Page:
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Many infertile patients have a decreased chance of becoming pregnant when using in vitro fertilization (IVF). For these patients, many different treatments are available, but none of them have been shown to be better than the others. We are testing which of three different treatments are better than the others. Patients who are expected to have a decreased response to ovarian stimulation will be randomized to either a microflare protocol, an antagonist protocol, or a demi-halt protocol.

Detailed Description:

Infertile patients with an anticipated poor response to ovarian stimulation will be randomized to one of three different protocols in their upcoming IVF cycle. Each of the protocols will be performed as is the standard of care with the addition of serum evaluation during the course of the stimulation as well as follicular fluid analysis which is obtained as a byproduct of the oocyte retrieval. Chart review will be performed to collect background characteristics (including age, ethnicity, previous fertility treatment), treatment response (such as oocyte number, embryo grade, embryo quality), and pregnancy outcome (such as miscarriage, singleton pregnancy, or higher-order multiple pregnancy). Statistical analysis will be performed to determine if one protocol leads to higher pregnancy rates and multivariate analysis will be performed to determine potential etiologic variables.

Ages Eligible for Study: 18 Years to 45 Years

This study is currently recruiting participants.

Full article:
New technique clears way for parents' second child

After more than five years trying to conceive, Paul and Martina Weyde started to think their dreams of having another child were hopeless.

"I was willing to try anything," Martina Weyde said. "It was very devastating. It was always a blow to my husband and I to go month after month and find out you're still not pregnant."

Endometriosis — a condition that causes scar tissue around the uterus making it difficult to conceive — had hindered the Denmark couple's chances, said Dr. Herb Coussons, a surgeon who specializes in infertility for Bellin Health.

Coussons suggested the couple try laparoscopic surgery in order to correct the endometriosis — a procedure he would perform with the help of a surgical robot.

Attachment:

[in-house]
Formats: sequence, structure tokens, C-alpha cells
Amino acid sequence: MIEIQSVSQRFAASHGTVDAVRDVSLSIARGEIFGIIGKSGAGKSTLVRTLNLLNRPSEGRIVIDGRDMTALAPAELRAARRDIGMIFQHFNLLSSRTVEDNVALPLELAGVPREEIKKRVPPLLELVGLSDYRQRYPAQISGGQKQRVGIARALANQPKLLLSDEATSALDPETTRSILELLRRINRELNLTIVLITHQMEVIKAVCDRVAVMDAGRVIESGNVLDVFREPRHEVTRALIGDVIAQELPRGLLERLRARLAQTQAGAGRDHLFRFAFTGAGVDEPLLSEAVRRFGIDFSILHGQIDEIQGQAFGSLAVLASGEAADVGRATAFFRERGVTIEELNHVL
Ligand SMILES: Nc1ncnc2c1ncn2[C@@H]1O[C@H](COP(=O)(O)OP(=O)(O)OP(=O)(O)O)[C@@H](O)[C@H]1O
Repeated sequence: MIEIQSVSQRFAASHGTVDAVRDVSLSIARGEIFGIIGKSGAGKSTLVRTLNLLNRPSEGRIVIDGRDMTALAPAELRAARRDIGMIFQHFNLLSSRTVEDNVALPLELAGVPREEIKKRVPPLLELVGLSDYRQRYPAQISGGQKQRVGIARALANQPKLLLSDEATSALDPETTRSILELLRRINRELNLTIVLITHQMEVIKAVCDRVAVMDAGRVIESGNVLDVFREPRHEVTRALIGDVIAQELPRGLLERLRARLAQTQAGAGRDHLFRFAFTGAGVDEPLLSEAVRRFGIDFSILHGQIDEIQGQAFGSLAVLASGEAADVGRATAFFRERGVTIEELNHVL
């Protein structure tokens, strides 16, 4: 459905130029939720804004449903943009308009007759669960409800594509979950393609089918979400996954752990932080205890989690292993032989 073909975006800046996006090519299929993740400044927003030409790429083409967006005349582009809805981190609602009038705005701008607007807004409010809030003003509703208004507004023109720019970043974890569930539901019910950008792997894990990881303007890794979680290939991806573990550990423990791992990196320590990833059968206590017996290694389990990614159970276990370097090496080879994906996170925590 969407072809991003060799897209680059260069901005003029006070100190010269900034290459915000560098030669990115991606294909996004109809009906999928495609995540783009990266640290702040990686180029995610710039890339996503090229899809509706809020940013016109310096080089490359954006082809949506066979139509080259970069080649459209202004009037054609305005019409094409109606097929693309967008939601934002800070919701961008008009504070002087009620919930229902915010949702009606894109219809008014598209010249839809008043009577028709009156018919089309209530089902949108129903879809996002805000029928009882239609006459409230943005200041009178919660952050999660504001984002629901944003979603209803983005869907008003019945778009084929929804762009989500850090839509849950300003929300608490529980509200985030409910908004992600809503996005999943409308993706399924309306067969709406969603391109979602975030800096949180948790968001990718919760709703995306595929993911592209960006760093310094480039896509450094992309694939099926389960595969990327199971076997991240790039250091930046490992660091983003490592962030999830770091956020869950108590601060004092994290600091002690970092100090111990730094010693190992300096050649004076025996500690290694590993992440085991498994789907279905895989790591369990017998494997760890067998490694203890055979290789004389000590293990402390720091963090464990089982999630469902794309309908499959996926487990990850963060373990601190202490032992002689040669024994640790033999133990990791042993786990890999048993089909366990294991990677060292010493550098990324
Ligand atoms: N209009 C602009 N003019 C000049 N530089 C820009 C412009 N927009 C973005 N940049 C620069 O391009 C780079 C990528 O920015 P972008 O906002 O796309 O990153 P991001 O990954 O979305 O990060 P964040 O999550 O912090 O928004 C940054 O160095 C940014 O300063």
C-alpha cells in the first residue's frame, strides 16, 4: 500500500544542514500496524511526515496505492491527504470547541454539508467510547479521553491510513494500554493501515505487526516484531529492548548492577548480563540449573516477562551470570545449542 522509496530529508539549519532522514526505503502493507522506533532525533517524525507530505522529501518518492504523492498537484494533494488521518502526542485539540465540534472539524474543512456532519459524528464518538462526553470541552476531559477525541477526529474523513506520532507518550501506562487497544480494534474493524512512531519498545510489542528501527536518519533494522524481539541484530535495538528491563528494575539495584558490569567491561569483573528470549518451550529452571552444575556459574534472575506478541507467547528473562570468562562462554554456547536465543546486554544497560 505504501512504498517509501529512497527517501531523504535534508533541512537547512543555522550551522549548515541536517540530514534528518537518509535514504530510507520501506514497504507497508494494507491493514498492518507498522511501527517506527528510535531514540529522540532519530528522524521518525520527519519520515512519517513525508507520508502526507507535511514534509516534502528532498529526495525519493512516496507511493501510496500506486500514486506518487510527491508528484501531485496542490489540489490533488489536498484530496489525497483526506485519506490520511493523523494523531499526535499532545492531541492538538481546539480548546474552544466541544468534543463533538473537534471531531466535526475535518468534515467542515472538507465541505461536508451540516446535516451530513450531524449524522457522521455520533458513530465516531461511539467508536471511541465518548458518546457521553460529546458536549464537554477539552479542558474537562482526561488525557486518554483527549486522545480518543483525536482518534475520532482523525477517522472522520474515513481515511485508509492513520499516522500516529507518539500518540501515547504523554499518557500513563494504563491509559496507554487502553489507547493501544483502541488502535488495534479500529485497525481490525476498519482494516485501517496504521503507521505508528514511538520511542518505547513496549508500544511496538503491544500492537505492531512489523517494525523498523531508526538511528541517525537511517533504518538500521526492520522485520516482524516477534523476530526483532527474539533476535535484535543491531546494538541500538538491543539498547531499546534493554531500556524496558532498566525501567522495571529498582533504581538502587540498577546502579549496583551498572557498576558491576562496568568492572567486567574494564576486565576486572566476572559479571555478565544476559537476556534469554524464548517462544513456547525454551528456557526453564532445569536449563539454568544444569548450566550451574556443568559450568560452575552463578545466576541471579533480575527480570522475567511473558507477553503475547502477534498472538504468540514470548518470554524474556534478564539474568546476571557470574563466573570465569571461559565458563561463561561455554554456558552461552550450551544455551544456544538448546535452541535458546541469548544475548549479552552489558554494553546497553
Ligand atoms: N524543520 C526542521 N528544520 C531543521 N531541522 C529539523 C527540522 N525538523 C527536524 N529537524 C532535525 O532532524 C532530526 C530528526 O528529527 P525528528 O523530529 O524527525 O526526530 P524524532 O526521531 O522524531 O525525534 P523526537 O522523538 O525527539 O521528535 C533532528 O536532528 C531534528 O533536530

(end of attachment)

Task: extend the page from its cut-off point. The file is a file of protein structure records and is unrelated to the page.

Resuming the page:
"I was all for it," Martina Weyde said. "I was sick of waiting. I would've done it that day if I could have."

Although she had undergone the surgery twice before without robotic assistance, Coussons said the robot, formally called the da Vinci Surgical System, would be able to remove the blockage with greater precision.

Three months to the date of her robotic-assisted surgery, Martina Weyde was finally pregnant.

"It was complete disbelief," she said. "It was very surreal. It was joy and tears. I was speechless."

Paul Weyde also experienced a full gamut of emotions when that day finally came.

"I was so happy for my wife," he said. "She had to deal with the physical signs so it was such a relief. We wanted this so much."

The couple welcomed baby Gabriella, now nearly 6 months old, to their family in June — something that would not have been possible without the robotic surgery, Martina Weyde said.

"Technology is so awesome right now," she said. "I am just so thankful for Dr. Coussons and what a blessing he is to our family."

Bellin started using the machine nearly three years ago, making it the first hospital in Wisconsin to do so, Coussons said.

The robot's arms act as a surgeon's, holding medical instruments and making incisions but with more precision and dexterity, he said.

A surgeon controls the robotic arms from a console a few feet away, peering in a viewer displaying a 3-D, real-time image relayed from cameras located on the arms, Coussons said.

"When I move my hands and do whatever I do, the robot understands," he said. "The ability to give the control is phenomenal."

Patients who undergo robotic-assisted surgeries will experience less blood loss, reduced risk of complications and a shortened hospital stay, he said.

"I went home that day," Martina Weyde said of her surgery. "I was back to work in about a week."

The $1.5 million piece of equipment has already performed more than 400 procedures, Coussons said, adding that they are one of five or six in the state to be using the technology.

St. Vincent Hospital has been using a da Vinci Surgical System since February and has since performed 90 procedures, said Paula Haseman, chief nurse executive.

"It really is amazing," she said. "It allows for a very small incision and less pain for patients."

For 9-year-old Abi Weyde, it was the solution that brought her a new baby sister — the 29th of 31 grandchildren in the family.

Being a big sister is "very fun," she said. "She sleeps in a room right next to mine."

The Weydes said although they never planned to have their second child eight years later, they are thankful to have been given the chance.

"It's a blessing Dr. Coussons was able to fulfill our wants and dreams," Paul Weyde said, "and complete our family."